On 10 October 2015, in a speech delivered to a conference on the International Day against Death penalty Mrs. Maryam Rajavi, the President-elect of the NCRI, said:

“Our plan for future is an Iran without the death penalty, obliterating the mullahs’ religious decrees and establishing an independent judiciary, defending democratic values, freedom, equality, and sanctity of every citizen’s private life; no one will be arrested arbitrarily and torture is banned.”

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Rouhani Comes Back From UNGA Empty-handed

Hassan Rouhani,

Iranian regime’s President, Hassan Rouhani, comes back from the UNGA empty-handed

The Iranian Regime sent its President Hassan Rouhani to New York for the 2019 United Nations General Assembly to promote and defend the mullahs as their crimes get more international attention. However, he failed horrendously in that regard, especially among the Iranian people.

Iranians from the US, Canada, and Europe, who support the Iranian opposition People’s Mojahedin Organization of Iran (PMOI, Mujahedin-e Khalq or MEK), gathered outside the United Nations in New York on September 24 and 25 for a “No to Rouhani” rally that occurred at the same time as Rouhani’s speech at the UN General Assembly.

It served as a timely reminder that the only solution to the crises in Iran is regime change by the Iranian people and their organized resistance movement.

After the UNGA, various members of the Iranian regime’s parliament criticized Rouhani for achieving nothing on his New York visit, with MP Fereydoon Faramand quoting a New York Times article saying that Rouhani got a “cold shoulder” at the UNGA when Iran was counting on a warm reception.

The Europeans reiterated their support for the nuclear deal, known as the Joint Comprehensive Plan of Action (JCPOA), but issued a statement saying that Iran was behind the attacks on Saudi Arabia’s oil facilities.

Massoud Rezaie, another MP, said:

“We expected our officials to easily surpass this crisis… not only have we not witnessed any advances, in fact, but there have also been no measures in line with the promises made… If the Iranian state is unable to resolve its political dilemmas with the world, the country’s economic dilemmas will not be resolved.”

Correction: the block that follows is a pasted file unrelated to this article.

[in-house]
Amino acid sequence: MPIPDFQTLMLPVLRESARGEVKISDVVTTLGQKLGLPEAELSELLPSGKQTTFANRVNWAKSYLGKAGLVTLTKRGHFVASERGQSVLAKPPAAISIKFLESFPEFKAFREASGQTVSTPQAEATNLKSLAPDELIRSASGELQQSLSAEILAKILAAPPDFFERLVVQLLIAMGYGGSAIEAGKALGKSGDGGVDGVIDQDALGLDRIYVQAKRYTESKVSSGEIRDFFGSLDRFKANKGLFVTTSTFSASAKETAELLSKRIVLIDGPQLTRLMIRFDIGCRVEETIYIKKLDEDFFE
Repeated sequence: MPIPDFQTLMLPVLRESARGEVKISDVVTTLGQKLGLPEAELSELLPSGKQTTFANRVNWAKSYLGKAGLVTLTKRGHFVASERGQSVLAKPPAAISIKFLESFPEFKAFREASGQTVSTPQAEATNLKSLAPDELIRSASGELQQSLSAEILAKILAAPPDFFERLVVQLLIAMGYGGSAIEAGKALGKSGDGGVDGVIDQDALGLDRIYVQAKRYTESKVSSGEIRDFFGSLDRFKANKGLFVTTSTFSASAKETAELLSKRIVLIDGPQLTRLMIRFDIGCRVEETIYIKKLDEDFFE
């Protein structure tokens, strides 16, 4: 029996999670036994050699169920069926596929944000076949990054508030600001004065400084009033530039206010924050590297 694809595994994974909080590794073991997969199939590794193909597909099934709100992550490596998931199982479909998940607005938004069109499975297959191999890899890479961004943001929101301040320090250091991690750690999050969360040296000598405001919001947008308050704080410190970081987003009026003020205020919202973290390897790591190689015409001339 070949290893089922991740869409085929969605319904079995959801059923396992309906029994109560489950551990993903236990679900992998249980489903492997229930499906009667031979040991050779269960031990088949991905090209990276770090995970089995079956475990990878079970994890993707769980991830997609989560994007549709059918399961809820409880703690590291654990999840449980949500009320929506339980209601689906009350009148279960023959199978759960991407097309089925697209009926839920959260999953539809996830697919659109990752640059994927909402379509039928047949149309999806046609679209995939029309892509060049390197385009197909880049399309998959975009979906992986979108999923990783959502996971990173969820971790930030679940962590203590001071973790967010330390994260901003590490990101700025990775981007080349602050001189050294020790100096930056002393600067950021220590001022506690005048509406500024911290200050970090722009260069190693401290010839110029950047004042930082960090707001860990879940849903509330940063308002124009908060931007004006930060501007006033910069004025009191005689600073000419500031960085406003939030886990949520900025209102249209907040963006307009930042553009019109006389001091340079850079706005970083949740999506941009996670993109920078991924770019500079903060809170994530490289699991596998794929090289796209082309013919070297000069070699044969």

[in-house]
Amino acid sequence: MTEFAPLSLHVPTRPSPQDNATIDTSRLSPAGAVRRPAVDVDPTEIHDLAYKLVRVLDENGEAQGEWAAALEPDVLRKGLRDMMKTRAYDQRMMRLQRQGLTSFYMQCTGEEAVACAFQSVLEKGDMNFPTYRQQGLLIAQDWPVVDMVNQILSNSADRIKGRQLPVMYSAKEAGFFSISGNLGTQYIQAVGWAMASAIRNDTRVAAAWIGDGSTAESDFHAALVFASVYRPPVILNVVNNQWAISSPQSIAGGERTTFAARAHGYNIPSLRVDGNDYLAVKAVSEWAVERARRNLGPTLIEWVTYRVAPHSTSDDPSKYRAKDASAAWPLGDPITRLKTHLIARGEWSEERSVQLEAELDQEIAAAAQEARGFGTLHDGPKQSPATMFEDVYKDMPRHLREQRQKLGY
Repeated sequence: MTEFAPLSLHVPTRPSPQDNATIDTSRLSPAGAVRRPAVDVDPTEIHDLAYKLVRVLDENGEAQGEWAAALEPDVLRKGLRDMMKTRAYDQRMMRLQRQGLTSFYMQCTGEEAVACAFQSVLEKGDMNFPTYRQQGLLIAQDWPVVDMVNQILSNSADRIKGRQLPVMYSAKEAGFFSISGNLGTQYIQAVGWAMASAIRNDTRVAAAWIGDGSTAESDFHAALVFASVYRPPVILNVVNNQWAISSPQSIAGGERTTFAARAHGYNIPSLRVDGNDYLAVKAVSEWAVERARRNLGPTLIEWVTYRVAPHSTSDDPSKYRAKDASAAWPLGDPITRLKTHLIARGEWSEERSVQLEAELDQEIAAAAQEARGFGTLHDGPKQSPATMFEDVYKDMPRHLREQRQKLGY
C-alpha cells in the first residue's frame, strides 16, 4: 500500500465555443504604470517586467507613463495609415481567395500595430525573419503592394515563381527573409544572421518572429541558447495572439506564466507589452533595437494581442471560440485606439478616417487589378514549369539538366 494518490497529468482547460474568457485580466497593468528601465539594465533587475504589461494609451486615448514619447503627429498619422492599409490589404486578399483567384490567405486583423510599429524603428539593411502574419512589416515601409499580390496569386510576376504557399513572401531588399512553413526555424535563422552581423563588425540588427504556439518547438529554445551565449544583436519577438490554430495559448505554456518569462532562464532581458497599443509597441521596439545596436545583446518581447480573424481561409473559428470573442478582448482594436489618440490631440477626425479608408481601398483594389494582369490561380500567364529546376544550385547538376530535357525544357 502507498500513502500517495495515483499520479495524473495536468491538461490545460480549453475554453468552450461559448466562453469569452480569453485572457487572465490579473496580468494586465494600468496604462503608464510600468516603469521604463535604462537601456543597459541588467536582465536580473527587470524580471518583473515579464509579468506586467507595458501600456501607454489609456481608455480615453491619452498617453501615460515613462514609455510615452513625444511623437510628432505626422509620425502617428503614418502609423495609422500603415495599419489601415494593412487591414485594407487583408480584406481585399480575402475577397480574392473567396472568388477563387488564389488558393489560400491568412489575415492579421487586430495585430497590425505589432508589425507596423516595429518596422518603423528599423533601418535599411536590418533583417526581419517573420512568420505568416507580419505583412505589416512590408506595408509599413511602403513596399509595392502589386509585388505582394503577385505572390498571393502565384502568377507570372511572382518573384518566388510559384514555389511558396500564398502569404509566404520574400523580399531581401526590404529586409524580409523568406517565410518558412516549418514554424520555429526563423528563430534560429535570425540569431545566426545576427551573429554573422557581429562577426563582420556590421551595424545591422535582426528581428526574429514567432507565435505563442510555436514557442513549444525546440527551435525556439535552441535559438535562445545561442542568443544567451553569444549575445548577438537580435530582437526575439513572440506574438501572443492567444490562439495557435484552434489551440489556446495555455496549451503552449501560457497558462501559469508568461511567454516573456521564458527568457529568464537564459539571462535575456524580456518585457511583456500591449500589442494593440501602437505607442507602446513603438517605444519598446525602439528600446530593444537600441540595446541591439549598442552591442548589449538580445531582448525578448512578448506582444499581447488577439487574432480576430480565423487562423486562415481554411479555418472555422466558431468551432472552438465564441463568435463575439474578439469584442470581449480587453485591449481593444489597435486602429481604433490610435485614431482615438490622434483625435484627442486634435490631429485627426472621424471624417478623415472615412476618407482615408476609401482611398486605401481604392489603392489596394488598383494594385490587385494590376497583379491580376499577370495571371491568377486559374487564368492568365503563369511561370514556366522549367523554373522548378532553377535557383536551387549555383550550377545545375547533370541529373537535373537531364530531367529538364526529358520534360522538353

MP Nour Mohammad Torbati-nezhad even appeared to plead with the Regime’s leaders about ending their expansionist policies to avoid giving the rest of the world any reason for increased tensions, which shows what a desperate state the mullahs are in.

While former MP Fereydoon Majlesi noted about the regime’s failed policies and advised a step back by the Regime, although he did admit that was unlikely; something that former Iranian ambassador to Italy Seyed Jalal Sadatian also advised when noting how Iran was like a “powder keg” because of the pressures on the people.

Rouhani went to New York high on speculative media coverage about a potential meeting with Donald Trump about ending sanctions and a $15 billion bailout package from Europe, but this quickly disappeared.

The National Council of Resistance of Iran(NCRI) wrote:

“The tide has also turned against the entire regime and there is literally no light at the end of the tunnel for the mullahs in Iran.”

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1988 massacre

End the Impunity for Those Who Carried Out 1988 Iran Massacre

1988 massacre

In 1988, 30,000 political prisoners of MEK members were summarily executed in Iran on the Fatwa of Regime Founder Ruhollah Khomeini